Krishna M

References (3)

Title : Mixed methods implementation research of cognitive stimulation therapy (CST) for dementia in low and middle-income countries: study protocol for Brazil, India and Tanzania (CST-International) - Spector_2019_BMJ.Open_9_e030933
Author(s) : Spector A , Stoner CR , Chandra M , Vaitheswaran S , Du B , Comas-Herrera A , Dotchin C , Ferri C , Knapp M , Krishna M , Laks J , Michie S , Mograbi DC , Orrell MW , Paddick SM , Ks S , Rangawsamy T , Walker R
Ref : BMJ Open , 9 :e030933 , 2019
Abstract : INTRODUCTION: In low/middle-income countries (LMICs), the prevalence of people diagnosed with dementia is expected to increase substantially and treatment options are limited, with acetylcholinesterase inhibitors not used as frequently as in high-income countries (HICs). Cognitive stimulation therapy (CST) is a group-based, brief, non-pharmacological intervention for people with dementia that significantly improves cognition and quality of life in clinical trials and is cost-effective in HIC. However, its implementation in other countries is less researched. This protocol describes CST-International; an implementation research study of CST. The aim of this research is to develop, test, refine and disseminate implementation strategies for CST for people with mild to moderate dementia in three LMICs: Brazil (upper middle-income), India (lower middle-income) and Tanzania (low-income). METHODS AND ANALYSIS: Four overlapping phases: (1) exploration of barriers to implementation in each country using meetings with stakeholders, including clinicians, policymakers, people with dementia and their families; (2) development of implementation plans for each country; (3) evaluation of implementation plans using a study of CST in each country (n=50, total n=150). Outcomes will include adherence, attendance, acceptability and attrition, agreed parameters of success, outcomes (cognition, quality of life, activities of daily living) and cost/affordability; (4) refinement and dissemination of implementation strategies, enabling ongoing pathways to practice which address barriers and facilitators to implementation. ETHICS AND DISSEMINATION: Ethical approval has been granted for each country. There are no documented adverse effects associated with CST and data held will be in accordance with relevant legislation. Train the trainer models will be developed to increase CST provision in each country and policymakers/governmental bodies will be continually engaged with to aid successful implementation. Findings will be disseminated at conferences, in peer-reviewed articles and newsletters, in collaboration with Alzheimer's Disease International, and via ongoing engagement with key policymakers.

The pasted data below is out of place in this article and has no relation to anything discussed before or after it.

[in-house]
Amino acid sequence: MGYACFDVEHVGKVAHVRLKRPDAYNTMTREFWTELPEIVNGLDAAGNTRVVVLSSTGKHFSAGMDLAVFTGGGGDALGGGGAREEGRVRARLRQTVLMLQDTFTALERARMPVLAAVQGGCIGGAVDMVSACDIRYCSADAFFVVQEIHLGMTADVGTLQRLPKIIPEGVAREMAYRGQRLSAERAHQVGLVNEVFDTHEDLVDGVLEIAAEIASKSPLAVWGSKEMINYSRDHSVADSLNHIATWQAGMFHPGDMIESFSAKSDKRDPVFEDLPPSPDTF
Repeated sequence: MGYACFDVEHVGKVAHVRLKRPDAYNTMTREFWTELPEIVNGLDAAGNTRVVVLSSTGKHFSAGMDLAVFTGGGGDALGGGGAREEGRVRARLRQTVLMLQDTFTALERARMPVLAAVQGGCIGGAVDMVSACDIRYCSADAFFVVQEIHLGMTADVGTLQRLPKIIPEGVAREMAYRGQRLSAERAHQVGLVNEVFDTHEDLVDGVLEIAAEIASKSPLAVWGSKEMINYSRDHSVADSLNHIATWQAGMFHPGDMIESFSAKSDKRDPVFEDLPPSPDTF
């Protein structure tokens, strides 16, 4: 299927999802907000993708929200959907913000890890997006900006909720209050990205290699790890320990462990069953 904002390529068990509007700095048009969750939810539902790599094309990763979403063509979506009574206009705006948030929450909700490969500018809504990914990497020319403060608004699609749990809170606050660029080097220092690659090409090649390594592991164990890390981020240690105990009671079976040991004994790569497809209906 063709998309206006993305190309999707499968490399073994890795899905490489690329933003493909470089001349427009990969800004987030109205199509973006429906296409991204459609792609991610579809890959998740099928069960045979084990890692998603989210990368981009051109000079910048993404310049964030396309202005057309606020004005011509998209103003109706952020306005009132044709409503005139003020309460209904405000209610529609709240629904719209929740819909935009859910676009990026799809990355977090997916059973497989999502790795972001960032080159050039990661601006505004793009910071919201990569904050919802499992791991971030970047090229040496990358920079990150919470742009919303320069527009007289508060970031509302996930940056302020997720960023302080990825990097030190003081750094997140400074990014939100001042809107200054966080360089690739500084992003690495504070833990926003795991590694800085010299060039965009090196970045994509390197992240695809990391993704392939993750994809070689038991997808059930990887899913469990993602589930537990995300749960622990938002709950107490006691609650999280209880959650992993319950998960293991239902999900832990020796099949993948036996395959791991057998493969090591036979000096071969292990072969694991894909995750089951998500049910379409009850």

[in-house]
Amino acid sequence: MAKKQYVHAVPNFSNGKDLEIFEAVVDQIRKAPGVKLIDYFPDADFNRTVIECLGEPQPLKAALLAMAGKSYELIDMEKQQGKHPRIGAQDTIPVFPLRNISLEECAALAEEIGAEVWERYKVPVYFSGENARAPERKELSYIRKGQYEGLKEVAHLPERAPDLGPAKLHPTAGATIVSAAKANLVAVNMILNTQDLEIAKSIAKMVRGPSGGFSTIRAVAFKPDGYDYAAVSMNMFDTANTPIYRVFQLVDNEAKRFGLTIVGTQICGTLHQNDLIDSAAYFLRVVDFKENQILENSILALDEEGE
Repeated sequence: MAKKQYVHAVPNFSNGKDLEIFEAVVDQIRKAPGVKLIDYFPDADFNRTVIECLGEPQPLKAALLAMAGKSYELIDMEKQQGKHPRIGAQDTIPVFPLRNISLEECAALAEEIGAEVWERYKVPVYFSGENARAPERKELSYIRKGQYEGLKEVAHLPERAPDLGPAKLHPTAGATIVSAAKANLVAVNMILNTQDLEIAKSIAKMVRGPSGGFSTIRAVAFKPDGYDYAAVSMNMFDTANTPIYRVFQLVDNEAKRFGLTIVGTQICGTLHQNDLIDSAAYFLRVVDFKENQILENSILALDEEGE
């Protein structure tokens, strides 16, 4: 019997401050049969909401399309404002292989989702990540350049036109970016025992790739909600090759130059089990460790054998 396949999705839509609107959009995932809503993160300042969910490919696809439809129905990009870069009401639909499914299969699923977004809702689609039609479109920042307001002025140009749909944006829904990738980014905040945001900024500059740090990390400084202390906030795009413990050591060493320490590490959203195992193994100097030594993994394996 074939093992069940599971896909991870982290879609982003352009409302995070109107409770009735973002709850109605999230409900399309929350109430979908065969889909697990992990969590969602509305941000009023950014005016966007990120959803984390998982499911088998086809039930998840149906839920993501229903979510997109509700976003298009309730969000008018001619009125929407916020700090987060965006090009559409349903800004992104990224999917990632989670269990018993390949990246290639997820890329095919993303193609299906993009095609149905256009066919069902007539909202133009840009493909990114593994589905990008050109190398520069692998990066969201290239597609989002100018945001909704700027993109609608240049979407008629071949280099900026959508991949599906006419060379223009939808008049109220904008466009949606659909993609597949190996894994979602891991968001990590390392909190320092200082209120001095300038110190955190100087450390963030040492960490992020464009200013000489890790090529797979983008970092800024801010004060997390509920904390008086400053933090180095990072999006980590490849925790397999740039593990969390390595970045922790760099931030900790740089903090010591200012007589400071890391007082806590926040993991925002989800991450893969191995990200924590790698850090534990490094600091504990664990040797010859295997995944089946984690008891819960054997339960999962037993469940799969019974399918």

ESTHER : Spector_2019_BMJ.Open_9_e030933
PubMedSearch : Spector_2019_BMJ.Open_9_e030933
PubMedID: 31434784

Title : Lipoprotein-associated phospholipase A2 as an independent predictor of coronary heart disease. West of Scotland Coronary Prevention Study Group - Packard_2000_N.Engl.J.Med_343_1148
Author(s) : Packard CJ , O'Reilly DS , Caslake MJ , McMahon AD , Ford I , Cooney J , Macphee CH , Suckling KE , Krishna M , Wilkinson FE , Rumley A , Lowe GD
Ref : N Engl J Med , 343 :1148 , 2000
Abstract : BACKGROUND: Chronic inflammation is believed to increase the risk of coronary events by making atherosclerotic plaques in coronary vessels prone to rupture. We examined blood constituents potentially affected by inflammation as predictors of risk in men with hypercholesterolemia who were enrolled in the West of Scotland Coronary Prevention Study, a trial that evaluated the value of pravastatin in the prevention of coronary events.
METHODS: A total of 580 men who had had a coronary event (nonfatal myocardial infarction, death from coronary heart disease, or a revascularization procedure) were each matched for age and smoking status with 2 control subjects (total, 1160) from the same cohort who had not had a coronary event. Lipoprotein-associated phospholipase A2, C-reactive protein, and fibrinogen levels, and the white-cell count were measured at base line, along with other traditional risk factors. The association of these variables with the risk of coronary events was tested in regression models and by dividing the range of values according to quintiles.